People | Servant of the dead … The only undertaker in the Cook Islands

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Leelesh Chandar. Picture: SUPPLIED

One look at Leelesh Chandar and you would think he does the usual eight to five job.

But the 43-year-old from Ba is far from being the office type.

He is the only undertaker in the Cook Islands. That may sound spooky but his work is as important as it is demanding.

Like other undertakers or funeral directors he specialises in preparing the dead for their final journey ‘home’, a job that entails embalming, burial or cremation of the dead, as well as the arrangements for the funeral ceremony.

Leelesh arrived in Cook Islands 18 years ago to work in the construction industry, but his life took a surprise turn when he was offered a job as an undertaker.

In this new role, he was on call 24 hours a day and attended to any case of death, be it natural or unnatural.

“This job was new to me and I didn’t have any training. It was a different environment,” he said.

“Dealing with dead bodies is an emotional job. I have had to attend to accidents and collected body parts from the road. This job is not for the

Today, Leelesh does embalming, assists doctors with post-mortem examinations, collects the remains of the dead from an accident scene and
prepares the body for final funeral rites.

“The most difficult part of the job is preparing the body. One small mistake and you are going to ruin the whole funeral. The family has put their trust in you.”

“If there is a mistake in my embalming, the body will start to smell — so I have to be very careful and do the job properly so that families can send off their loved ones with love and respect.

“So far, I haven’t disappointed anyone, and I am proud of serving my people here in the Cook Islands.”

Leelesh lives alone in Rarotonga while his whole family is in New Zealand.

The company that he works for has its head office in NZ.

“My future plan is to have my own business here and that’s why I am working on a plan to build a crematorium in the Cooks as the island is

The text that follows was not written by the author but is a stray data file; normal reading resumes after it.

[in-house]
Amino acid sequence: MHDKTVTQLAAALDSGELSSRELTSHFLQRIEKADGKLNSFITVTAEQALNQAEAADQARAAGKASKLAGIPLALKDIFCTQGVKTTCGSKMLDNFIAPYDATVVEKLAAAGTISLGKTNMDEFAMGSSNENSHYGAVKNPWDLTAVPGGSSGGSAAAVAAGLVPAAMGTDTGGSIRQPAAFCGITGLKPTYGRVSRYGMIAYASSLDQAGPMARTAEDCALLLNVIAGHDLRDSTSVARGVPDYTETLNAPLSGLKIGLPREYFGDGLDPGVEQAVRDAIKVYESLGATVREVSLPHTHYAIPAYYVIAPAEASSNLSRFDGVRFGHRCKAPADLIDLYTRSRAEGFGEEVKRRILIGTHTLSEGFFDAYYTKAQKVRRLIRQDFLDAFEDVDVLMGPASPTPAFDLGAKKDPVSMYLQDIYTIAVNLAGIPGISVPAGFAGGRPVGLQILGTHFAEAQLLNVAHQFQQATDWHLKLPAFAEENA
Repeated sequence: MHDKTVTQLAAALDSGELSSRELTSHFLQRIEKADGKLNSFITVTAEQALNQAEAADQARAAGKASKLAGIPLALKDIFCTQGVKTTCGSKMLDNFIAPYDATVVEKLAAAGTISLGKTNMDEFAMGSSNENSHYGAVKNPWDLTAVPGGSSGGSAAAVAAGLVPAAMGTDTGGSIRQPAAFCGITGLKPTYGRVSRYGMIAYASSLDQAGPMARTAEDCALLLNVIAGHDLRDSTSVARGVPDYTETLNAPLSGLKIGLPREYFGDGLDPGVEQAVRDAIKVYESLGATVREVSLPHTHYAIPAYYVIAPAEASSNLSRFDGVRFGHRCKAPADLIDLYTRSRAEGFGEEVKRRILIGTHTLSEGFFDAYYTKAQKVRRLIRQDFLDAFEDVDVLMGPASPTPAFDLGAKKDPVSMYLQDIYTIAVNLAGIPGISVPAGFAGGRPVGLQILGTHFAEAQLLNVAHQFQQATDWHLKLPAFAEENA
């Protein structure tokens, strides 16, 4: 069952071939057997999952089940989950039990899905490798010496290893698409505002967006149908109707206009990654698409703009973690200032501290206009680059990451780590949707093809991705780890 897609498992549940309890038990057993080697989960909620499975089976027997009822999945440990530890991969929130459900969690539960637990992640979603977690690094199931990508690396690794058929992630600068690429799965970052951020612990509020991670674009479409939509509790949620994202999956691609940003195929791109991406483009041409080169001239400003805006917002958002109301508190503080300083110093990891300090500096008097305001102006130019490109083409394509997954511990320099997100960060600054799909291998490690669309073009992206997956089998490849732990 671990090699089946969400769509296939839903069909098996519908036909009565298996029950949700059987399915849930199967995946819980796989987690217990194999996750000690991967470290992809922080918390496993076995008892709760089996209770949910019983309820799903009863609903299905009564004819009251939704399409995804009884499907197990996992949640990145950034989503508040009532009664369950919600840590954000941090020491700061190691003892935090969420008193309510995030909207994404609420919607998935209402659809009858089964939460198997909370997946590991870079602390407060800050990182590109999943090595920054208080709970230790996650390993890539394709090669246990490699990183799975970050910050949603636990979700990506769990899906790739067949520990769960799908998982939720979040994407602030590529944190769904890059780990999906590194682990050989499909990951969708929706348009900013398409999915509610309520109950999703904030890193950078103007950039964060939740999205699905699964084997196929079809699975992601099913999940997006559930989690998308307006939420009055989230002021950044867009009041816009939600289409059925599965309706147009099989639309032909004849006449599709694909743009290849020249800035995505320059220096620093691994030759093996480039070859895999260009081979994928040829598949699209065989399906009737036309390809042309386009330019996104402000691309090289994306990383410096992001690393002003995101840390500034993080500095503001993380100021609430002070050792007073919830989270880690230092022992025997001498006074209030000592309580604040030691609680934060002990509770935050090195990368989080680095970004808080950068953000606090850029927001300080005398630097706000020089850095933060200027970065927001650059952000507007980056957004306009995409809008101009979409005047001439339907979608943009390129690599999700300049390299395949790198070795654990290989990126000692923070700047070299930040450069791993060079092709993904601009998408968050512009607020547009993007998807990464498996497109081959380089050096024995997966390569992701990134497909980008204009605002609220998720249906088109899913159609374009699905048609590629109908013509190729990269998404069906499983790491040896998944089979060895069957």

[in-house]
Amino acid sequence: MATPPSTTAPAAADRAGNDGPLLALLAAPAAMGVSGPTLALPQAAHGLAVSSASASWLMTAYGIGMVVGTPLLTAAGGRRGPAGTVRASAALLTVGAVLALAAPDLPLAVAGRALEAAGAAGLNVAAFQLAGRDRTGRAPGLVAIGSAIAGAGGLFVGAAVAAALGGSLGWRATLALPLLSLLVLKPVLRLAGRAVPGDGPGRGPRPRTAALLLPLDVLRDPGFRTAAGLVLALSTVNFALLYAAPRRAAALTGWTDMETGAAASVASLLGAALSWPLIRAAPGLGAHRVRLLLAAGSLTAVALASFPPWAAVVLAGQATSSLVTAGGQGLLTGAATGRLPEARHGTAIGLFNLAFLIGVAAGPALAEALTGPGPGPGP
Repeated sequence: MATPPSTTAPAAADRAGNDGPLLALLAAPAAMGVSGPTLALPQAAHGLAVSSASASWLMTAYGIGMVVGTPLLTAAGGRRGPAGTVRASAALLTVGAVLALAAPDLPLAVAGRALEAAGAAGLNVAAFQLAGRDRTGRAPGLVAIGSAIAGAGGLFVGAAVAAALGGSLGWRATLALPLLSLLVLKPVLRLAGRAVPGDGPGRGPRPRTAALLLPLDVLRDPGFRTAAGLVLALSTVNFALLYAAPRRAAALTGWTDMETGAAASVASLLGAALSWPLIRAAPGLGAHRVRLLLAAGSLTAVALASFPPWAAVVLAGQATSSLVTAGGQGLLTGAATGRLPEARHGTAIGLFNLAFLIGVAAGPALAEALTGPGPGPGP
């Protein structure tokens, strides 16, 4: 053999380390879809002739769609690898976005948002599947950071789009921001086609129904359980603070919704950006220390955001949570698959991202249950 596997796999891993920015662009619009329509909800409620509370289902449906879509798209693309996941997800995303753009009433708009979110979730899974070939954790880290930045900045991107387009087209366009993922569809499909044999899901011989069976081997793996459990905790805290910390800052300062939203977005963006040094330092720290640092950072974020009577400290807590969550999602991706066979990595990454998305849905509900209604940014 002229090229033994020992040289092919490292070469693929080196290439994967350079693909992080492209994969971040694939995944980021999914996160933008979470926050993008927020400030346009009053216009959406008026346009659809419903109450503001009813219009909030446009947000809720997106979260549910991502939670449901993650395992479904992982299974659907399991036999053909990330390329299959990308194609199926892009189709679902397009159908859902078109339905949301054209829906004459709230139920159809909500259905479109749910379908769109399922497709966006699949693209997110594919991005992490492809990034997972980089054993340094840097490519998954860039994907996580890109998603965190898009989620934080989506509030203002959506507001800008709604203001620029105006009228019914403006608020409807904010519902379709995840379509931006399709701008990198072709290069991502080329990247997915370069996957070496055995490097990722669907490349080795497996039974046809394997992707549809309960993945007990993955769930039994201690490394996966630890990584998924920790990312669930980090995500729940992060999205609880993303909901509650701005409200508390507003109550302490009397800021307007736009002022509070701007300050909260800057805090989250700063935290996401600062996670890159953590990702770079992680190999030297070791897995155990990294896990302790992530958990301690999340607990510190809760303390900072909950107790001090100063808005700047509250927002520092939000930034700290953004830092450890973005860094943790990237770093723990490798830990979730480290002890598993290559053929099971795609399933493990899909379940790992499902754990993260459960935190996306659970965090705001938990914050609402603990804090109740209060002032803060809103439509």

running out of ground to bury the dead.”

“I have already made submissions to the government here and the churches are supportive of the idea to have a crematorium.”

Taking care of the dead and sending them off on their final journey is a good business and Leelesh’s company charges $5000 for local funerals and $15,000 or more if a body is required to be sent overseas.

“First I will go and see the family and explain to them that I will embalm the body and they got to keep their loved one at home rather than at the mortuary.”

“The cost will be for the casket, embalming and transportation costs.”

Leelesh handled about 100 bodies from 2020 to 2022. So far this year he has provided his services to 163 families all by himself.

“When I was growing up in the Fiji Sugar Corporation lanes in Ba, I didn’t have the faintest idea that I would be doing this job one day.

“I didn’t complete my primary school, let alone go to high school. What I am today, I achieved through my hard work, and I am proud.

“Working alone is tiring as I have to lift and move bodies so I hope to hire an extra person soon who can assist me.

“I have been here for 18 years and in another two years I will become a citizen and I will continue to serve my people here in the Cook Islands which I now call home.”